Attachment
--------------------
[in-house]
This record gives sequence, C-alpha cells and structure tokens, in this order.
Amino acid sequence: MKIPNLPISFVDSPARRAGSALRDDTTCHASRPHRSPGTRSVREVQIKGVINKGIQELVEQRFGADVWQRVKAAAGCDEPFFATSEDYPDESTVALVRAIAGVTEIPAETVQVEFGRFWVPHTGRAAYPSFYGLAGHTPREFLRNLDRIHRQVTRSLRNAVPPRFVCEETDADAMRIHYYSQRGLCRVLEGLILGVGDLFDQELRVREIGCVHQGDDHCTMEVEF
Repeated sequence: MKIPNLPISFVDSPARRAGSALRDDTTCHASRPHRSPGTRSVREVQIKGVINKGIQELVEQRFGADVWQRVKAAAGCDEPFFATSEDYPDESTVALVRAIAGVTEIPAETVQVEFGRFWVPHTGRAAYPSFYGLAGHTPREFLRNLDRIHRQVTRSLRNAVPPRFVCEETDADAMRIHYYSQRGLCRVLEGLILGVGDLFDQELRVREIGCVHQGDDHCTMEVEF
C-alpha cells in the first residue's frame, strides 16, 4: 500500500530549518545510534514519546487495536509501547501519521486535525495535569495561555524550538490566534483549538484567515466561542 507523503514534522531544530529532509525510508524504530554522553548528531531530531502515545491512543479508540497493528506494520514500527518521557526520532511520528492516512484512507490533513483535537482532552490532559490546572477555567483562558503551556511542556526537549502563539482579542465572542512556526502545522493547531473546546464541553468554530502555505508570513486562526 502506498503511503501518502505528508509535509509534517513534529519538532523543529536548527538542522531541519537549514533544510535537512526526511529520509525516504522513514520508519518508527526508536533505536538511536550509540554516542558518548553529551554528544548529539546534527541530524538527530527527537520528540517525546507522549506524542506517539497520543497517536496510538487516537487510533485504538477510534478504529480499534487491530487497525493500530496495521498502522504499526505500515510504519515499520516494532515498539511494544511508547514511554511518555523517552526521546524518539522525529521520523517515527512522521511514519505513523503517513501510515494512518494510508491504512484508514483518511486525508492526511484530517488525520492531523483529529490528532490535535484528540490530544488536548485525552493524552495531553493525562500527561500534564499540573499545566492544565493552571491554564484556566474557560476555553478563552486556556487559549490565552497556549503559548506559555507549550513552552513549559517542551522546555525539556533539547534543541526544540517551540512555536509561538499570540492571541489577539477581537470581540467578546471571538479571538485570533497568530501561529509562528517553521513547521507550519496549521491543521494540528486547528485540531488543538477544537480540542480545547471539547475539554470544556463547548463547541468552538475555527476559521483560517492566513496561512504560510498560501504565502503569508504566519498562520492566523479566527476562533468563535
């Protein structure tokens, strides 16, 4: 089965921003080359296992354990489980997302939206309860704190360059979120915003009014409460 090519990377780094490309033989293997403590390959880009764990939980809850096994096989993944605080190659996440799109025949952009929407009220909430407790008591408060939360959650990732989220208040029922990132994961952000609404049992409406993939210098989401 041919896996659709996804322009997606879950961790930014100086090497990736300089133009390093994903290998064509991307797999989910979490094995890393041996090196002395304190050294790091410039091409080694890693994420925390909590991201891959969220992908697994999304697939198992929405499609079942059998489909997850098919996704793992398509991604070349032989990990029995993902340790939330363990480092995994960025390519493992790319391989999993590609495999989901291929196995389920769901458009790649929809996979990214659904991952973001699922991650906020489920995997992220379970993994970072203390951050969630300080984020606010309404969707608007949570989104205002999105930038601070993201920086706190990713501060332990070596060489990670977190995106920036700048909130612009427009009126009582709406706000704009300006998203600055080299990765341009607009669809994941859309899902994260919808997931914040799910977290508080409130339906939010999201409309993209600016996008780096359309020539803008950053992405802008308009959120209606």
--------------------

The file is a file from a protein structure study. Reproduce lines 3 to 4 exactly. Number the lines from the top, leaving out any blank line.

Amino acid sequence: MKIPNLPISFVDSPARRAGSALRDDTTCHASRPHRSPGTRSVREVQIKGVINKGIQELVEQRFGADVWQRVKAAAGCDEPFFATSEDYPDESTVALVRAIAGVTEIPAETVQVEFGRFWVPHTGRAAYPSFYGLAGHTPREFLRNLDRIHRQVTRSLRNAVPPRFVCEETDADAMRIHYYSQRGLCRVLEGLILGVGDLFDQELRVREIGCVHQGDDHCTMEVEF
Repeated sequence: MKIPNLPISFVDSPARRAGSALRDDTTCHASRPHRSPGTRSVREVQIKGVINKGIQELVEQRFGADVWQRVKAAAGCDEPFFATSEDYPDESTVALVRAIAGVTEIPAETVQVEFGRFWVPHTGRAAYPSFYGLAGHTPREFLRNLDRIHRQVTRSLRNAVPPRFVCEETDADAMRIHYYSQRGLCRVLEGLILGVGDLFDQELRVREIGCVHQGDDHCTMEVEF